Over the years the number of companies making donations has shrunk.8)B Jones (ed) Political issues in Britain today Manchester 1999, p313 Yet, with the bulk of Tory finances coming from the rich and the super-rich, with hundreds of Tory parliamentarians holding directorships, with Tory MPs coming from business and going back to business, with the visceral hostility to trade unions, it is clear that the standard Marxist description of the Conservative Party as the party of big business, albeit it with various qualifications, remains correct. Nevertheless, the tension that exists between the interests of big capital and the direction being taken by May’s party and government is unmistakable.

The origins of this divergence lies squarely in electoral calculation. Having outmanoeuvred her rivals and successfully taken over from the hapless David Cameron – following his June 2016 referendum humiliation – Theresa May thought that she could inflict a massive general election defeat on the Jeremy Corbyn-led Labour Party … if she seized hold of the political programme of the UK Independence Party. Of course, her gamble did not pay off. May’s presidential campaign proved to be a disaster, while Jeremy Corbyn’s For the many, not the few campaign was, by contrast, a brilliant success.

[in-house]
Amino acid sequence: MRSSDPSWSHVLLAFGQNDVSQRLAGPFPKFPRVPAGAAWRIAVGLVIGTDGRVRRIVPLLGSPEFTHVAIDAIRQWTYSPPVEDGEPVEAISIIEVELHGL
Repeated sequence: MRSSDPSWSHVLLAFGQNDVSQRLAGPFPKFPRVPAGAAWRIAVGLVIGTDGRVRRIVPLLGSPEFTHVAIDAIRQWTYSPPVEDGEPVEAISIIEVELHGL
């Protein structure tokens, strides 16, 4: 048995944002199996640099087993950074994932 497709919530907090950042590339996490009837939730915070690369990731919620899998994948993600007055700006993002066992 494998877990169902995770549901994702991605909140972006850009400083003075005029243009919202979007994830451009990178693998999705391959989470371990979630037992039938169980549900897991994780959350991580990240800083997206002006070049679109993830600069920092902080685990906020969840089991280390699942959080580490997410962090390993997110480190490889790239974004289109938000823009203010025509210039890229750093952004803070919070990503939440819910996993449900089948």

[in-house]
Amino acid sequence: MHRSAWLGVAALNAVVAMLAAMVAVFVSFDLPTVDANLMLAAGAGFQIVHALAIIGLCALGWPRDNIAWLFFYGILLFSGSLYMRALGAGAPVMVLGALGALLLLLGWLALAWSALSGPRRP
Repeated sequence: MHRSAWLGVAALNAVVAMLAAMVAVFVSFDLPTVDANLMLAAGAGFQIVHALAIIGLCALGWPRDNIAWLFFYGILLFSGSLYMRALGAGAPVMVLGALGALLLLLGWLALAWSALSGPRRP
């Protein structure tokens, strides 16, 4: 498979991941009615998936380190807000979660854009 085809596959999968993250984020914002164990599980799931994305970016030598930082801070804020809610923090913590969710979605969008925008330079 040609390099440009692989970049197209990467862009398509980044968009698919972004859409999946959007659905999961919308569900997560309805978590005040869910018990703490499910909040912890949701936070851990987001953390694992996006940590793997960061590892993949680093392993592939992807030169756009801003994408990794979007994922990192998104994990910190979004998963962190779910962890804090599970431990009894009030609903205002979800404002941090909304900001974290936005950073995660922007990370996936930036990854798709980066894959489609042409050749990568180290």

Now, irreversibly committed to a hard Brexit, the Tories resemble the Loony Tunes cartoon character, Wile E Coyote. Fixated on chasing the Road Runner, his nemesis, Wile E Coyote, suddenly finds himself in mid-air over a precipitous canyon. His legs still move and so does he. For a brief moment it appears nothing is wrong, that the momentum can be maintained. But, inevitably, Wile E Coyote realises that he is suspended in mid-air … then comes the long plunge to the ground.